Kentucky is a far different story. The state is one of the least diverse in America: 86% white and only 8% black. This should be far more favorable terrain for the Republicans than Georgia, particularly since the sitting senator, Mitch McConnell, is running for re-election. However, McConnell has never won by huge margins, and held on in 2008 by only 6%, running far behind John McCain, who won the state by 16%. The state was even less enthusiastic about Barack Obama in 2012, with Romney winning by 26%.
Democrats other than Obama have been very competitive and at times won statewide races in Kentucky. The governor of Kentucky, Steve Beshear, is a Democrat who has won by big margins both times he ran. McConnell is 71, more than twice the age of his Democratic opponent, Alison Lundergan Grimes, now 34, assuming McConnell survives a primary challenge from wealthy businessman Matt Bevin.
Mcconnell is favored to win the primary, but the general-election contest will be close. McConnell is already trying to associate Grimes with Obama, Pelosi and Harry Reid, all of whom are very unpopular in the commonwealth. Grimes will use her youth and McConnell’s long history of what she calls “obstruction” in Washington as evidence of the need for a change and a new generation of elected officials. Grimes is a far stronger candidate than actress Ashley Judd would have been. Judd, who considered entering the race for several months, would have been the toast of the Matt Damon/Hollywood crowd, but her positions on the environment and women’s rights would have been “out of step,” to use a New York Times expression, with most Kentucky voters.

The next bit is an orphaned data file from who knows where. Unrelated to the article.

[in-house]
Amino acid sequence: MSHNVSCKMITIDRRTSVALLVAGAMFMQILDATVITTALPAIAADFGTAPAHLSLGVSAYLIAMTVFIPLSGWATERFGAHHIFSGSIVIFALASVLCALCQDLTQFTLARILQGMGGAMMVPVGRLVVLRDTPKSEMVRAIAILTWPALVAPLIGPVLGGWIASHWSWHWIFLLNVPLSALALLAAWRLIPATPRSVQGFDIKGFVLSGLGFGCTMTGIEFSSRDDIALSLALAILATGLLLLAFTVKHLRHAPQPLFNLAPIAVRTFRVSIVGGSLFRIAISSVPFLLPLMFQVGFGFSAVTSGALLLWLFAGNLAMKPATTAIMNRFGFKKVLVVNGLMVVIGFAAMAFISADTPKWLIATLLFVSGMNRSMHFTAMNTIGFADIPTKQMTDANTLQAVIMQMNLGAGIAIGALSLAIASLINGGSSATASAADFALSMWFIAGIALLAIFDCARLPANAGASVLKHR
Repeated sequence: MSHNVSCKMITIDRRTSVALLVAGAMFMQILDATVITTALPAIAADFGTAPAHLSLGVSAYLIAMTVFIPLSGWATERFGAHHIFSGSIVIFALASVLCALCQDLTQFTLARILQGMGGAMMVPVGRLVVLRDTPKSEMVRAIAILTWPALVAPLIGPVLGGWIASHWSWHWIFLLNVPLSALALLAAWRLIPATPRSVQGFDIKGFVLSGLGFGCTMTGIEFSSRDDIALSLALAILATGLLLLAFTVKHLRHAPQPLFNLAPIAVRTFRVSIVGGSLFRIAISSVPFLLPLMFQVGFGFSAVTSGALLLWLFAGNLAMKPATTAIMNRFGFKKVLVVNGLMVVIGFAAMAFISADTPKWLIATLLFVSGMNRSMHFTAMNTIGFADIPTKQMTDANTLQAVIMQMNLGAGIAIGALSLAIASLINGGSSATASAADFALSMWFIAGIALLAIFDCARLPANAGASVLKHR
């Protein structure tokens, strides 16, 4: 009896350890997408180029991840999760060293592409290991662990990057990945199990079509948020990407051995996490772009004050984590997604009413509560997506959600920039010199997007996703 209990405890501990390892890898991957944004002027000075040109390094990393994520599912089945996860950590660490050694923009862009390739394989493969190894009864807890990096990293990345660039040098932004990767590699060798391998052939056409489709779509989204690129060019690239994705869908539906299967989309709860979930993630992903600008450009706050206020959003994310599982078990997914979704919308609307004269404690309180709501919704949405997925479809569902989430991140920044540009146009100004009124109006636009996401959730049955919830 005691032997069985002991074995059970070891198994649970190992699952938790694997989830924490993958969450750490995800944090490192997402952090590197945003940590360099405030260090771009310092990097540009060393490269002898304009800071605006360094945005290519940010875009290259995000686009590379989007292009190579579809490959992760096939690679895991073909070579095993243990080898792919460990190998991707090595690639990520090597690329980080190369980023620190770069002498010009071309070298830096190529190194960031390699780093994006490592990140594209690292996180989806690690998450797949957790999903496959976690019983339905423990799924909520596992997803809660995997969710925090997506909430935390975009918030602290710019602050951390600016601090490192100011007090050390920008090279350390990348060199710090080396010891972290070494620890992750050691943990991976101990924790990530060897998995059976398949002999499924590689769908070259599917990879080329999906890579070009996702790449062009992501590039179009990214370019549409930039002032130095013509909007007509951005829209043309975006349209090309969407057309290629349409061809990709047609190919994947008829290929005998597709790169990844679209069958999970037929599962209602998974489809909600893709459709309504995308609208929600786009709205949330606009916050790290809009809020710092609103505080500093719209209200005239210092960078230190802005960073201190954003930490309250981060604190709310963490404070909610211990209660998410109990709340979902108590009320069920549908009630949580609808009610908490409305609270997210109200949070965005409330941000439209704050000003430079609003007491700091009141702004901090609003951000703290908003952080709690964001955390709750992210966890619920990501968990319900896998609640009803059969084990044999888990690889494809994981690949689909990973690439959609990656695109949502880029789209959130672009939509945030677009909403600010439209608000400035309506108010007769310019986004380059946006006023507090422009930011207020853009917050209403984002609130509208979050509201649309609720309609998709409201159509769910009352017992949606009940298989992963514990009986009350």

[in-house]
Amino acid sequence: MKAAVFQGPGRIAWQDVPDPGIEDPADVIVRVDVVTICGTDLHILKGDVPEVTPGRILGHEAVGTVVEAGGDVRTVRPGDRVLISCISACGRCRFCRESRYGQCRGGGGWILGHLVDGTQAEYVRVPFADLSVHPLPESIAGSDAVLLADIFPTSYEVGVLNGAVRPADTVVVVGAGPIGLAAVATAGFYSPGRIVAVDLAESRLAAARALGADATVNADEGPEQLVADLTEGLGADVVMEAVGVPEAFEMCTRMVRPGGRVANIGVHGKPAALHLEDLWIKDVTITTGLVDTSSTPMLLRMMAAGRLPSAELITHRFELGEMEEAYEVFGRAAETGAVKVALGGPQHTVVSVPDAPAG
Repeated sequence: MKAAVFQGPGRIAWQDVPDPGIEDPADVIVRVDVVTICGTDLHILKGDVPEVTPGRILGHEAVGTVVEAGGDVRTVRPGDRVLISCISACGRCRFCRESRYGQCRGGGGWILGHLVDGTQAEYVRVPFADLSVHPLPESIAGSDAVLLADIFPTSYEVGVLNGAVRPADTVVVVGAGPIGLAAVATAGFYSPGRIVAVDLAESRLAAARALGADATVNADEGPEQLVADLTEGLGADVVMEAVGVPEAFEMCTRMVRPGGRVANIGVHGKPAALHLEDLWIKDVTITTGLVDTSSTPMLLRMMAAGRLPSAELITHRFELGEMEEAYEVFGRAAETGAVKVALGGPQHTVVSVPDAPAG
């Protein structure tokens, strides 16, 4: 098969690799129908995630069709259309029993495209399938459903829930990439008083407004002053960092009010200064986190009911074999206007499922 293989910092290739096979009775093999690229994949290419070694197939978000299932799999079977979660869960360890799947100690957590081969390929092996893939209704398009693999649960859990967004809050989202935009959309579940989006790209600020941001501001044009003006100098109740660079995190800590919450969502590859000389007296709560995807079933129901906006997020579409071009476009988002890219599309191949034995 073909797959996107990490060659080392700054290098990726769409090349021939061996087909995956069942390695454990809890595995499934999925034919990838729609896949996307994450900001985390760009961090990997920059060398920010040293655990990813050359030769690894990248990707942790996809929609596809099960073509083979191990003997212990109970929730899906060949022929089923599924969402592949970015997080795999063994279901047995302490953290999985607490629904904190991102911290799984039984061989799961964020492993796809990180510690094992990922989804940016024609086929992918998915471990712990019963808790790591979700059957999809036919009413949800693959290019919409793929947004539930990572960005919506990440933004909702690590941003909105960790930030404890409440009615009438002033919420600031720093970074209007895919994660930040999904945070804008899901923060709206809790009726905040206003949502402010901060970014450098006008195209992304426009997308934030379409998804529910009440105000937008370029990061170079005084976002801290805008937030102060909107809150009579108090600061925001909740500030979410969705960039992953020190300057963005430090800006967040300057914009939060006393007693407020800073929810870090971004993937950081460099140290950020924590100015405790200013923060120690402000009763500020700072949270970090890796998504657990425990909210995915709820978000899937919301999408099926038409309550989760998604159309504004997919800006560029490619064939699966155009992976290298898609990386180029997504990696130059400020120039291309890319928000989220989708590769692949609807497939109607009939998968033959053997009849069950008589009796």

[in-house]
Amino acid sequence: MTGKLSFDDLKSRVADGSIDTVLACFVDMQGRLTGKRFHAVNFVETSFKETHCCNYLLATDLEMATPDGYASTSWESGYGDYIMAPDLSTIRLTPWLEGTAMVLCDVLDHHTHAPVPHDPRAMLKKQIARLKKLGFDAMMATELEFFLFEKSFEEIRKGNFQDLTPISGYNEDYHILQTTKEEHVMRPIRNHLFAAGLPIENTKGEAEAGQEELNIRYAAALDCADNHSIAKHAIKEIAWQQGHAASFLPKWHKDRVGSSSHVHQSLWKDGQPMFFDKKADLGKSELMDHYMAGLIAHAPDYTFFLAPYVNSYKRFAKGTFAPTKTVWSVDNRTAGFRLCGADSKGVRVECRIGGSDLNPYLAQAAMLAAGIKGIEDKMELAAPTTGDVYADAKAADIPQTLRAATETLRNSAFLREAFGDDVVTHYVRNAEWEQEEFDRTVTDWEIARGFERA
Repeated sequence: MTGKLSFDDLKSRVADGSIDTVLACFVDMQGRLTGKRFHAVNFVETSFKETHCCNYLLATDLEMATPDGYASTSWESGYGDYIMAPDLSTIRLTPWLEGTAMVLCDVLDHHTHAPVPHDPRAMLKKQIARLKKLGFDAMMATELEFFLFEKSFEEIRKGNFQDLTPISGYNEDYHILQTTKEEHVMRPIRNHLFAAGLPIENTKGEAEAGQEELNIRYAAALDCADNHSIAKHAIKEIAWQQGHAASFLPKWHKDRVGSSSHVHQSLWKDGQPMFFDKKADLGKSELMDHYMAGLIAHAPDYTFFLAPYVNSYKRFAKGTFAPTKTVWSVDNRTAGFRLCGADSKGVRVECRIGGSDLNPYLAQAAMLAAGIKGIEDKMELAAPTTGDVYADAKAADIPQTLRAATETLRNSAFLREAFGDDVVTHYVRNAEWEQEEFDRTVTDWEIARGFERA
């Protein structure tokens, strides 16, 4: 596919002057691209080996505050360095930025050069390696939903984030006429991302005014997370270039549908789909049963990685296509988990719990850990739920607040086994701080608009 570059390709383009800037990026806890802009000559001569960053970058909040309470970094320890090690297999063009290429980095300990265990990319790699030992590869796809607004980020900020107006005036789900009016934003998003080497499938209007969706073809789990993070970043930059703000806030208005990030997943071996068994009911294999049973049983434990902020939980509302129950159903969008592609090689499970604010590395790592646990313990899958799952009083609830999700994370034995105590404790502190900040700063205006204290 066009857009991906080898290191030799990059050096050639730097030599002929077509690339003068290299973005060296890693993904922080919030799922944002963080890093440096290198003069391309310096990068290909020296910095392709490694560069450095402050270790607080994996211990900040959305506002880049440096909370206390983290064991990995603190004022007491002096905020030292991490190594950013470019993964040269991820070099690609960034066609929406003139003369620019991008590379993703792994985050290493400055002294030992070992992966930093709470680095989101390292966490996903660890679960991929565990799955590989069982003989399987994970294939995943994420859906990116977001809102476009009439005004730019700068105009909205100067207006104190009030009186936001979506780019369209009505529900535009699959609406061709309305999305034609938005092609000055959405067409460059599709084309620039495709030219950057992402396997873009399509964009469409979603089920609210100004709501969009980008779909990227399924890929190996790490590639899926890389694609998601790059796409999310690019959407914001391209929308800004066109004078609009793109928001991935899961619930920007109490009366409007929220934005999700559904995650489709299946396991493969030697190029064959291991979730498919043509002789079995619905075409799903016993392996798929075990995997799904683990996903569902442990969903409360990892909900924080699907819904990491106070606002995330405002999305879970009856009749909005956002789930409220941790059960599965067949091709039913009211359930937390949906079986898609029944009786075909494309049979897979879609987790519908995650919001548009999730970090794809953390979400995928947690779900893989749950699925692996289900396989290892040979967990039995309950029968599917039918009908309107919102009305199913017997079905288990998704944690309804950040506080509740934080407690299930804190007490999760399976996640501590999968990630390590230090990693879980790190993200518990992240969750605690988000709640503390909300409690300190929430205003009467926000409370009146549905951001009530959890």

Sean Trende, in a thorough analysis of the Kentucky race, argued that the state’s rural character will play against Grimes, especially given the president’s EPA war on coal — a big issue in eastern Kentucky. McConnell will have all the campaign money he needs to attempt to tie Grimes to everything the state does not like about Obama’s policies. McConnell is a political survivor, but there have been other older GOP senators who have gone down in primaries or general elections in recent cycles in GOP friendly states — Ted Stevens and Richard Lugar, among them.
Both Georgia and Kentucky may be races decided by 5% or less. Both races will suck up campaign cash that otherwise would be available in other states where there are good pickup opportunities. I think the odds of the GOP winning both Georgia and Kentucky are about 50-50. Losing one would require winning all seven of the pickup states, a pretty unlikely scenario, unless it is a massive wave year for the GOP.